Your hope dear saints is built on nothing less than Jesus blood and righteousness.  All other ground is simply sinking sand.  Your hope allows you to continue boasting and being joyful in the middle of those hard times.  Why is that?  Because hope looks ahead to the ultimate enjoyment of God’s glory.  We are able to stand up under those sufferings because we know that within it we are being given the gift of patient endurance.

A way to look at patient endurance is to see yourself standing in the intersection of where several rapidly moving streams meet; streams that are pushing in different directions trying to knock you down, but you have found your solid ground, which is Jesus Christ, and you are able to stand firm until the flow dies down and you may be safely moved to the shore line.  So a way to sum this idea up is to say, “While God sustains our faith, tribulations and suffering produce endurance.”

Another way to speak of endurance is to speak about testings.  When we pass through the troubles of life still faithful, we have been proven, or tested to be genuine, and afterward our tested character produces what we started out with, hope!  Hope in what?  Jesus Christ and His righteousness.

If we begin with hope and we end with hope, then it only makes sense that God must give us something to hold onto; something that was done for us that is completely outside of us, which gives us hope.  And that something is…

Holy Baptism.  Within our baptism, St. Paul points out in verse 5 that “God’s love has been poured into our hearts through the Holy Spirit who has been given to us.”

Why are we hopeful?  Because God’s love has been poured into and remains within our hearts.  This is a kind of love that only God can give and it is the kind of love we can only give back after He gives it.  This love has been poured out upon you and it remains within you as long as you cling to Christ alone and live out this hope of sure and certain salvation that was given to you on that day when you were saved by the washing of the water  and the Word.  (Life Preserver and Anchor)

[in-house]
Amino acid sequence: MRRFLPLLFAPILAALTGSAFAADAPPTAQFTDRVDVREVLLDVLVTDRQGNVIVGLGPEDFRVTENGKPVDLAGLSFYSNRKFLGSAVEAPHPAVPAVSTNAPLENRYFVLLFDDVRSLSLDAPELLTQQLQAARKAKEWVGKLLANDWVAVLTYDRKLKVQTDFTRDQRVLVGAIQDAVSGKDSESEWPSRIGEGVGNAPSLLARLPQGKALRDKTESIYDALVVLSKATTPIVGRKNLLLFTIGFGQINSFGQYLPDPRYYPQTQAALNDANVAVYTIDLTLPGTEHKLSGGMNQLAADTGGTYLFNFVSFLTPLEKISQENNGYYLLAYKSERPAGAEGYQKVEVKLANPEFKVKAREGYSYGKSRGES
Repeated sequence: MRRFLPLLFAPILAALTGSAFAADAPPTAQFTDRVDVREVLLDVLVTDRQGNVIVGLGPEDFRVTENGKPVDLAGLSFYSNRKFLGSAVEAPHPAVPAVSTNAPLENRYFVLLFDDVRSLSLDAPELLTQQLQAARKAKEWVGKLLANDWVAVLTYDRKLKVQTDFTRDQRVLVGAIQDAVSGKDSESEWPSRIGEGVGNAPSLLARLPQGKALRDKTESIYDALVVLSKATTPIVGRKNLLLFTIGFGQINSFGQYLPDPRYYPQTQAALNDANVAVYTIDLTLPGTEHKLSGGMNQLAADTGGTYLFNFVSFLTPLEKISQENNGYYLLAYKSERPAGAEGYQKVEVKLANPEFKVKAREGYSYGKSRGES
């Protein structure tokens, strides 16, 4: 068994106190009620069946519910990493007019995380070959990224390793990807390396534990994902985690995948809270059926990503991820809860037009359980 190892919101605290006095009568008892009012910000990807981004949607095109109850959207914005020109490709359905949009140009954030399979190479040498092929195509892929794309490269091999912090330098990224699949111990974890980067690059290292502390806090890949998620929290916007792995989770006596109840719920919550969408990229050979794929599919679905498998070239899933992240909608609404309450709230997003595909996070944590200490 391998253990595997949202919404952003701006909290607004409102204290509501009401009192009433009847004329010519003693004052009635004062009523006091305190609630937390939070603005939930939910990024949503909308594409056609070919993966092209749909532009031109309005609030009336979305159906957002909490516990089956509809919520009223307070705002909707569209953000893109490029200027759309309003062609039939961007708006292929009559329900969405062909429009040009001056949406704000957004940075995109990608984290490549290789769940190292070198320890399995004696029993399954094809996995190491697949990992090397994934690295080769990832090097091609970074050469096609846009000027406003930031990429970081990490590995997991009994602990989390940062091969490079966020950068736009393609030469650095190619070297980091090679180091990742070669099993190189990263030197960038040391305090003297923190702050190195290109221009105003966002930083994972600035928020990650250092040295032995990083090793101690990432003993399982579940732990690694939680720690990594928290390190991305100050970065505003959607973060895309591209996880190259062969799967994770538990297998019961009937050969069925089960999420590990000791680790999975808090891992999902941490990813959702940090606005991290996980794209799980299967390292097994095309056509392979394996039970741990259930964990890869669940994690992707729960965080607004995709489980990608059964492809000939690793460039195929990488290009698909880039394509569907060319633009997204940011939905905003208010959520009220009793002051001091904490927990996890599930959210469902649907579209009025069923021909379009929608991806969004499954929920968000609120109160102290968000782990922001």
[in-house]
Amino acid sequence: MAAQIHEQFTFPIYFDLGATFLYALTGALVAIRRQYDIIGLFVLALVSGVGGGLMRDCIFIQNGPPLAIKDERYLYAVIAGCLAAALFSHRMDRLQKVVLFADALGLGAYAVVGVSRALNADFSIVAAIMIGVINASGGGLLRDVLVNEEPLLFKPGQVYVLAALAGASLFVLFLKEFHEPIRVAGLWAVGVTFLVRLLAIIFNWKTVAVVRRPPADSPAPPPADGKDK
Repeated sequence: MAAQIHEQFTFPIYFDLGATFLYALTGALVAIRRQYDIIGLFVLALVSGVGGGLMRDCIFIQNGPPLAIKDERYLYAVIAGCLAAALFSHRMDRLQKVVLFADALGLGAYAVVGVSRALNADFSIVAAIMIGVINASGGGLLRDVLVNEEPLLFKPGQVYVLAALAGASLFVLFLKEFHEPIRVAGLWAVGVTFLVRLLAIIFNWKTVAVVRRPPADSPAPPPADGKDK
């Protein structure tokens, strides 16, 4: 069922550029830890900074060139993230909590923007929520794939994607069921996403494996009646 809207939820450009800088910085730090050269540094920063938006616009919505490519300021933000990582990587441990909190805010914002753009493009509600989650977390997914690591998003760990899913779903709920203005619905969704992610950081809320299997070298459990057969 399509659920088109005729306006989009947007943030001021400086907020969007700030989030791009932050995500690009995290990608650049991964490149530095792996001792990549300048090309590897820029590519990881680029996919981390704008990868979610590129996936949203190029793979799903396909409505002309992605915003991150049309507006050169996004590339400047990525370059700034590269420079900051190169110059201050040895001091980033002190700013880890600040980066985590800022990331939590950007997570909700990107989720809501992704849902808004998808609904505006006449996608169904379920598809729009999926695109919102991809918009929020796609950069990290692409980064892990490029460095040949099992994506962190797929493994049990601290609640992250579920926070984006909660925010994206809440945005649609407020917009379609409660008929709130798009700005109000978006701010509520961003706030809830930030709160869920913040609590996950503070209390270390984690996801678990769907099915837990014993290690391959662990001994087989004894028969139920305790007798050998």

Within your baptism, God has given you the greatest gift you could ever receive… He has given you the indwelling Holy Spirit.  Together with the Holy Spirit, you receive the uncountable and incomparable blessings of God’s love poured out upon your dry and dead heart, and now it is alive and full of the vitality and new life of God.

So now that you are justified and faith-filled, you go out into this broken world hopeful and joyful.  You have been entrusted with a message of hope and promise.  And that message is something to boast about and not keep to yourself, because it is a message of forgiveness and new life.  And the message goes like this: “While we were weak and unable to help ourselves, at just the right moment, Christ died on behalf of all sinners; on behalf of the world.  “Since, therefore, we have now been justified (made right with God) by his blood (the blood of Jesus), (so) much more shall we be saved by him from the (anger) of God.  For if while we were enemies we were reconciled to God by the death of his Son, much more, now that we are reconciled, shall we be saved by his life.  More than that, we also rejoice in God through our Lord Jesus Christ, through whom we have now received reconciliation (or received through Christ a loving and gentle God).  May God empower you to both boast and live out this message of hope and reconciliation, and I ask this in Jesus name… AMEN!

We Stand Upon Christ and the Teaching of the Twelve Apostles

Sunday, June 1st, 2014

Rev. Brian Henderson, Pastor-Trinity Lutheran Church
7210 Lisbon Street, San Diego 92114
http://www.tlcsd.org
Easter 7A, June 1, 2014

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“I have manifested your name to the people whom you gave me out of the world. Yours they were, and you gave them to me, and they have kept your word. Now they know that everything that you have given me is from you. For I have given them the words that you gave me, and they have received them and have come to know in truth that I came from you; and they have believed that you sent me.” [John 17:6-8]